An Empirical Look at Software Patents
James E. Bessen
Boston University - School of Law; Research on Innovation
Robert M. Hunt
Federal Reserve Bank of Philadelphia
FRB of Philadelphia Working Paper No. 03-17
U.S. legal changes have made it easier to obtain patents on inventions that use software. Software patents have grown rapidly and now comprise 15 percent of all patents. They are acquired primarily by large manufacturing firms in industries known for strategic patenting; only 5 percent belong to software publishers. The very large increase in software patent propensity over time is not adequately explained by changes in R&D investments, employment of computer programmers, or productivity growth. The residual increase in patent propensity is consistent with a sizeable rise in the cost effectiveness of software patents during the 1990s. We find evidence that software patents substitute for R&D at the firm level; they are associated with lower R&D intensity. This result occurs primarily in industries known for strategic patenting and is difficult to reconcile with the traditional incentive theory of patents.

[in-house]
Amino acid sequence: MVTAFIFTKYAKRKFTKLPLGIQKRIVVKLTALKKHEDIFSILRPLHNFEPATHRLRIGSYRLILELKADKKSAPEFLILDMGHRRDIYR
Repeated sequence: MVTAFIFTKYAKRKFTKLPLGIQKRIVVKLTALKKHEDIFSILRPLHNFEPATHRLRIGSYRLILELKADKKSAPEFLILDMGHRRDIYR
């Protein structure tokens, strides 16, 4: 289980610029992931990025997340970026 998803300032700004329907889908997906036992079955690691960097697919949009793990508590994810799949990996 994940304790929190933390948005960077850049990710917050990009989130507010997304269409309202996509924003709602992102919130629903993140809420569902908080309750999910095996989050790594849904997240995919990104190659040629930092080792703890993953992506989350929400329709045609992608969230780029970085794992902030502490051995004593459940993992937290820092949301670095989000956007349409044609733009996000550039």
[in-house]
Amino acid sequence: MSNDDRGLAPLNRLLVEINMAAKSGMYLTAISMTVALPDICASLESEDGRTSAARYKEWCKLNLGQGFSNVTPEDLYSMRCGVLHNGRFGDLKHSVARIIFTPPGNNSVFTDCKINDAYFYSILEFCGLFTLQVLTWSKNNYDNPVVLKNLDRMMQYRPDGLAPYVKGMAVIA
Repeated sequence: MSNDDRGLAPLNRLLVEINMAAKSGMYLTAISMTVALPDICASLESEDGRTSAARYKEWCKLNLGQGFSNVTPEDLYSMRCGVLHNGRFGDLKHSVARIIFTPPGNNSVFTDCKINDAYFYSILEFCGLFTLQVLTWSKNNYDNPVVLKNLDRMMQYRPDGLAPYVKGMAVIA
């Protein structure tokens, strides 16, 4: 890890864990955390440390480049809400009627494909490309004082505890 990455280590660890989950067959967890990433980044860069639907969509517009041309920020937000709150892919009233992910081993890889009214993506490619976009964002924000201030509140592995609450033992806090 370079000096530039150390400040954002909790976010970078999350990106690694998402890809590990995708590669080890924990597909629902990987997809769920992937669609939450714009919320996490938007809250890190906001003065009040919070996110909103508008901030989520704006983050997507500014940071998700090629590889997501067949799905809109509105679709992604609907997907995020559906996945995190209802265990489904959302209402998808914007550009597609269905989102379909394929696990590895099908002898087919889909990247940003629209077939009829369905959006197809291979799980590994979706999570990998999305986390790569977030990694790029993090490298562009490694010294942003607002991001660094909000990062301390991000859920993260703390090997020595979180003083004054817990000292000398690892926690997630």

Number of Pages in PDF File: 53
Keywords: Software Patents Innovation Technological Change
JEL Classification: O34 D23 L86
Date posted: April 1, 2004
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